It wasn’t too long ago that Greater Boston was widely known as the city where the sidewalks would snap at your heels well before the witching hour. It was surprising given the huge population of college and university students, and their potential all-nighters which have been with us for decades. Having been one of those youthful partiers long ago, I remember how we were forced to be Cinderella clock-watchers — knowing we had to get where we needed to be before the last train or bus shut down at about midnight. So, I was thrilled when in 2014 the MBTA kicked off a pilot late night service. And I was really disappointed when just two years later it pulled the plug. Official cause of death: ridership drop off after seemingly robust initial enthusiasm. Like most, I assumed those late night buses and subways would be well populated with the aforementioned college goers, as well as local professionals who had long petitioned for a reliable safe way to indulge in adult beverages and get to and from sporting events, theaters or restaurants.

So, when the agency reversed course and approved a new late-night service program, I took it as a sign that the city was back on track. Even as it dealt with the ongoing problems of debt and costly repairs. But, this second time around late night test is not a simple rebirth of that first pilot. Transit Matters, a group of public transportation advocates, petitioned for and got the MBTA’s backing for the new overnight bus service called Night Bus. Night Bus uses buses only — much less expensive. And this time, the extended bus service is targeted to communities where shift workers most need transportation. Transit Matters’ Jim Aloisi, former Massachusetts Secretary of Transportation, was himself surprised to see data documenting some 60,000 Greater Bostonians are working between the hours of midnight and 5 a.m. Night Bus addresses what he describes as a “pent up need” for employees working in restaurants, security, entertainment, bars, and hospitals, and Logan airport — all businesses that rarely, if ever, shut down.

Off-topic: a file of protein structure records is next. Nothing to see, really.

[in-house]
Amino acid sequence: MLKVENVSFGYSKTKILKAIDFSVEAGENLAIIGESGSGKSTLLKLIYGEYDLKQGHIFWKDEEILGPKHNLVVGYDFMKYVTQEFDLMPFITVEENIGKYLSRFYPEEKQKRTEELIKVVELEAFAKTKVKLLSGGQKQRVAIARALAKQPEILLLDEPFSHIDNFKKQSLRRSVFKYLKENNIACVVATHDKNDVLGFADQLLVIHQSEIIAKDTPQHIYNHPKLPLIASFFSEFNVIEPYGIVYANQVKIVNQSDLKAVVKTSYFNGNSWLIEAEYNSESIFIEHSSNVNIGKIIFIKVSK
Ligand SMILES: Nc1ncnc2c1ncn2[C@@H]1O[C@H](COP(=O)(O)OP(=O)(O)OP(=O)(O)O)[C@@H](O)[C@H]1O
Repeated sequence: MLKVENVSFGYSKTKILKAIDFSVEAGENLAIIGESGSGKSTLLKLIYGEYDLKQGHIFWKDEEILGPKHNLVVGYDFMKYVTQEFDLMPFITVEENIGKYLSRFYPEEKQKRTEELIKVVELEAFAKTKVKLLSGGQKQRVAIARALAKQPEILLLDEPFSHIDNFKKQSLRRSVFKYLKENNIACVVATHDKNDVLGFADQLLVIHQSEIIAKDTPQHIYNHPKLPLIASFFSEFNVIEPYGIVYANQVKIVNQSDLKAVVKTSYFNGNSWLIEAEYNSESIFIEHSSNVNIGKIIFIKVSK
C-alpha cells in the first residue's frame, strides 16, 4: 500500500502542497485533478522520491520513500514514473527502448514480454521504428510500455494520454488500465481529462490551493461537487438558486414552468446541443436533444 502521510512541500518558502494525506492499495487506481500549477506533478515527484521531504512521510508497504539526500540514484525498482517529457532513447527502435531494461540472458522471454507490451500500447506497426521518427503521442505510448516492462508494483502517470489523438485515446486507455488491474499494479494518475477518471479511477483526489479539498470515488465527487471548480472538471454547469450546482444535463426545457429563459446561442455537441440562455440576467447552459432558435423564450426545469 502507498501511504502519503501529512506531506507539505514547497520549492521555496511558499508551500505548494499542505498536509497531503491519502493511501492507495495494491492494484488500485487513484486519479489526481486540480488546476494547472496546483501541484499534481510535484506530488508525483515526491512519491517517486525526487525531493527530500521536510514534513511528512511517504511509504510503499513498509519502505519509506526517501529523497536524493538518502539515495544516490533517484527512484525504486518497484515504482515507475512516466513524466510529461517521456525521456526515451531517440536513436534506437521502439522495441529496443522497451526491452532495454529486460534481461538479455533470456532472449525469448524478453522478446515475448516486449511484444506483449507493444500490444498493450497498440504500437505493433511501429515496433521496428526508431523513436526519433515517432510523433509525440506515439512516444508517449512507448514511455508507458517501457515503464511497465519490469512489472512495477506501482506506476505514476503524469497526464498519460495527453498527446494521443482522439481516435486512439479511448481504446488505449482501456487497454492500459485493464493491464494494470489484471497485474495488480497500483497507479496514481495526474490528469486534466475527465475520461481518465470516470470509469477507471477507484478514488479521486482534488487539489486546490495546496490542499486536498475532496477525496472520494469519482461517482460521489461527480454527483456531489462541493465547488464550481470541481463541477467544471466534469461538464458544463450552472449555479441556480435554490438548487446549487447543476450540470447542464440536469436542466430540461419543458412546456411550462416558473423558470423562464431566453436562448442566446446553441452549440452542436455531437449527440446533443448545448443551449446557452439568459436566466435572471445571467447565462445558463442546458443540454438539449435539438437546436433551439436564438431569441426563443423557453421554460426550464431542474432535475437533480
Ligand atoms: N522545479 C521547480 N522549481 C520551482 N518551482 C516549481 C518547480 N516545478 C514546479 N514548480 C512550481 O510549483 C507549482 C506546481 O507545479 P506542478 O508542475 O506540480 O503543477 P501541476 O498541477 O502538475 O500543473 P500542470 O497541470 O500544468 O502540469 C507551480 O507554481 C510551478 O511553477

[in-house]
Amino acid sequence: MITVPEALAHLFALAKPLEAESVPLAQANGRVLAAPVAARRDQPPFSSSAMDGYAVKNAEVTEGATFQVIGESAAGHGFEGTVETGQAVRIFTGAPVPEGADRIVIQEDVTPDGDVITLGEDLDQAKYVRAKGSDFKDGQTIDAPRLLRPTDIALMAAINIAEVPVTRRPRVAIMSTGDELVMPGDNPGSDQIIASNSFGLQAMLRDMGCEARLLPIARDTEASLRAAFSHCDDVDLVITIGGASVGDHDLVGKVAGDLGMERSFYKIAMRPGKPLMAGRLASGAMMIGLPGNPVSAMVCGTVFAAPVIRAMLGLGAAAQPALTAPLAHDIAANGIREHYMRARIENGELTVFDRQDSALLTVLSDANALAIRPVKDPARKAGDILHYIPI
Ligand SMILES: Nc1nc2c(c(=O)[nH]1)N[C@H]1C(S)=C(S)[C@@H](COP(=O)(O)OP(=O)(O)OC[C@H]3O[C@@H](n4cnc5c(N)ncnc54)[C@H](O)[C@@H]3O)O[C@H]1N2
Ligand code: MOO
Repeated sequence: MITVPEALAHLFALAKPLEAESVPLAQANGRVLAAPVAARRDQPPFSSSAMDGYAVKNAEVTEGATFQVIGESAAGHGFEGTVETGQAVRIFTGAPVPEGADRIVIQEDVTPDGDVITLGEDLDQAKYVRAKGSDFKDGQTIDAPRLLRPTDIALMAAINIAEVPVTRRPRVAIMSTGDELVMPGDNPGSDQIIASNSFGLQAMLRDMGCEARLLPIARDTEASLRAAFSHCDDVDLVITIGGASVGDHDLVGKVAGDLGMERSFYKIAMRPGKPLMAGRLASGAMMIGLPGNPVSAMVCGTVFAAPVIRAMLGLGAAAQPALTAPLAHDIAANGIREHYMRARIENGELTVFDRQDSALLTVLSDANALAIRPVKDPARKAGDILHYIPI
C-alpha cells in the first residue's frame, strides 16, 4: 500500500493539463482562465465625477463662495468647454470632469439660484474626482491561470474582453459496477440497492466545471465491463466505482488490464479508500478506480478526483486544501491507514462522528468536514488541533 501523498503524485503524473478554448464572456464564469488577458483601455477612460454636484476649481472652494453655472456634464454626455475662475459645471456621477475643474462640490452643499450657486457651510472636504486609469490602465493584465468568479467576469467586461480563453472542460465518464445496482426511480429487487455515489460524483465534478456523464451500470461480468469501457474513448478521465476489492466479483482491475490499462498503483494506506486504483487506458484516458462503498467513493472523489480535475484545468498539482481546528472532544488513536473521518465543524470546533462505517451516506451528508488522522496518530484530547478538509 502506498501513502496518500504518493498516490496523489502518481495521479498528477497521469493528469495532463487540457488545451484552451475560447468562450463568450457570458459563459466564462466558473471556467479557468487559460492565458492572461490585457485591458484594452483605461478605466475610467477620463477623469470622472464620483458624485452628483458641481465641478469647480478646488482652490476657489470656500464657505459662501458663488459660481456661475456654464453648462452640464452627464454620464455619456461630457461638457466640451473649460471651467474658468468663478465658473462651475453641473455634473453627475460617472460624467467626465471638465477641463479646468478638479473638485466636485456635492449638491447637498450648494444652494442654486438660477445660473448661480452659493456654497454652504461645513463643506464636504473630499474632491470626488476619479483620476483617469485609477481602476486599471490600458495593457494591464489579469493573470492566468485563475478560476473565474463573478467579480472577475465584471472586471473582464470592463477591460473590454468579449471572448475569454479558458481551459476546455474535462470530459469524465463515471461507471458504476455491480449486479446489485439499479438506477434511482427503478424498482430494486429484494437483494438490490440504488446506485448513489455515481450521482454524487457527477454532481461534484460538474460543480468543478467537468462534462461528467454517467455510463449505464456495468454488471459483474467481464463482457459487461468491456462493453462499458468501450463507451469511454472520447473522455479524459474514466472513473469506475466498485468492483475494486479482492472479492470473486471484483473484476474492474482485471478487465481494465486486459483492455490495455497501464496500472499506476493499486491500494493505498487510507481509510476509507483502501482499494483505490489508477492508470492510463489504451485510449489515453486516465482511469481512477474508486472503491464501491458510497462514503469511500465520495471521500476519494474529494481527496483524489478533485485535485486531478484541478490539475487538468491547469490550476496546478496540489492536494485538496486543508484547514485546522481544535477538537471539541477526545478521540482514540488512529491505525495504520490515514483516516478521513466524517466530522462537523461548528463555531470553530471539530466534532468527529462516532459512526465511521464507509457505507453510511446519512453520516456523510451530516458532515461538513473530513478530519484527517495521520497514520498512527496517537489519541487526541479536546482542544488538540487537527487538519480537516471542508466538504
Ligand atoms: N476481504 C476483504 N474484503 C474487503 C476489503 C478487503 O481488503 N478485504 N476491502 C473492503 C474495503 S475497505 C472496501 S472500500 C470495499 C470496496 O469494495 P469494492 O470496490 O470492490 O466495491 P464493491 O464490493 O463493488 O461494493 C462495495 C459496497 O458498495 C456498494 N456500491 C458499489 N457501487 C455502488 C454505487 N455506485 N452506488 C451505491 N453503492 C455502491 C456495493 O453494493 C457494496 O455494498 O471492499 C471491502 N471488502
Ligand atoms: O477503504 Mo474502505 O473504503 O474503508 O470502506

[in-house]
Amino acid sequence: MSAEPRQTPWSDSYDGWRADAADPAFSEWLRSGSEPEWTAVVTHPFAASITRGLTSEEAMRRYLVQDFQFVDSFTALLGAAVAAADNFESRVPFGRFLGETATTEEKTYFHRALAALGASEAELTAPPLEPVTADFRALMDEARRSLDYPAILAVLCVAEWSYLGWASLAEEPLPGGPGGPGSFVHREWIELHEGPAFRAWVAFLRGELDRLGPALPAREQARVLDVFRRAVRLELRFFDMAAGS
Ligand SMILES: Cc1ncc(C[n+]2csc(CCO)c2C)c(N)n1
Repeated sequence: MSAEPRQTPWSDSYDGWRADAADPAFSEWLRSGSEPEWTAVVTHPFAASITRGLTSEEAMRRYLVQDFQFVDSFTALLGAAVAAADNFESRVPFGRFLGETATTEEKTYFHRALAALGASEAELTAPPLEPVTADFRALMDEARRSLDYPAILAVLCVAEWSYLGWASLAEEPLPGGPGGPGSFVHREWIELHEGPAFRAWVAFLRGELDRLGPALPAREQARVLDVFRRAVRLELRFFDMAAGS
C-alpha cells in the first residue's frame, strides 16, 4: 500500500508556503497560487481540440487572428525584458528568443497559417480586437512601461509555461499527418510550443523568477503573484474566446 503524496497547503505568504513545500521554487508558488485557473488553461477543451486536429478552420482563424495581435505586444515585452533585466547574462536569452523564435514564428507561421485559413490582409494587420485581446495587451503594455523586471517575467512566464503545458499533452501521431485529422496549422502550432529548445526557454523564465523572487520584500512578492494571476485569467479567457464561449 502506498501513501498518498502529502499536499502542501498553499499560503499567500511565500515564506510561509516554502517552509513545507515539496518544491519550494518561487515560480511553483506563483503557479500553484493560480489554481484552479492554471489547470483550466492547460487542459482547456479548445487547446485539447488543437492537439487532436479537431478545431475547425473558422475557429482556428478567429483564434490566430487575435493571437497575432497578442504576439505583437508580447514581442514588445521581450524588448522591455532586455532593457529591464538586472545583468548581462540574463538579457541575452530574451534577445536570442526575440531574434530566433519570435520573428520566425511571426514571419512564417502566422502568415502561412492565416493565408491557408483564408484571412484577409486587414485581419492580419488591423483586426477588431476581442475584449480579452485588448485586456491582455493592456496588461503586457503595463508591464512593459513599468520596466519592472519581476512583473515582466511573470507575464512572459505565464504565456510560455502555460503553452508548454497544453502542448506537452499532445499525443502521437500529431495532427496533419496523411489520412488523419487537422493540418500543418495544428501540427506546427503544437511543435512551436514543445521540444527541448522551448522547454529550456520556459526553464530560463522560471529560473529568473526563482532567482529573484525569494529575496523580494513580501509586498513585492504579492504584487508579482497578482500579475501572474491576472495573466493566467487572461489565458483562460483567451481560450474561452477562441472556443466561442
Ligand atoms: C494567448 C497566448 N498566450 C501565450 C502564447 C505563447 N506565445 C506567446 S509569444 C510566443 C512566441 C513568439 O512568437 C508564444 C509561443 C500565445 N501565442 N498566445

The MBTA began testing the early bus hours in April, with routes running in metro Boston, Dorchester, Chelsea, Malden and other neighborhoods and to Logan airport that start in the range of 4:30 am. In September just after Labor Day, the MBTA phased in the expanded hours of the late-night bus scheduled for up to 3 a.m. Taken together this pragmatic plan closes early and late time gaps resulting in an 24/7 plan.
More like 22/7. Now, many more workers can get to their jobs using public transportation. As Greater Boston is an economic engine for the state, this is a win-win. Aloisi says there is clear evidence the early bus schedule is a success, and he expects the same for the late night bus hours. But, that will not be confirmed until the MBTA releases ridership data next month.

I see this nine-to12 month, $2 million pilot as a big step in helping stabilize the T. Night Bus, if proven to be a reliable resource long term, has the potential to reach beyond its targeted population to the nightlife riders and the occasional early riser. And it’s not yet been marketed in the exciting way other cities have stimulated renewed interest in their public transportation systems. Let’s make the pilot permanent, and keep these buses rolling toward a future, which maximizes current resources, and promotes long overdue innovation.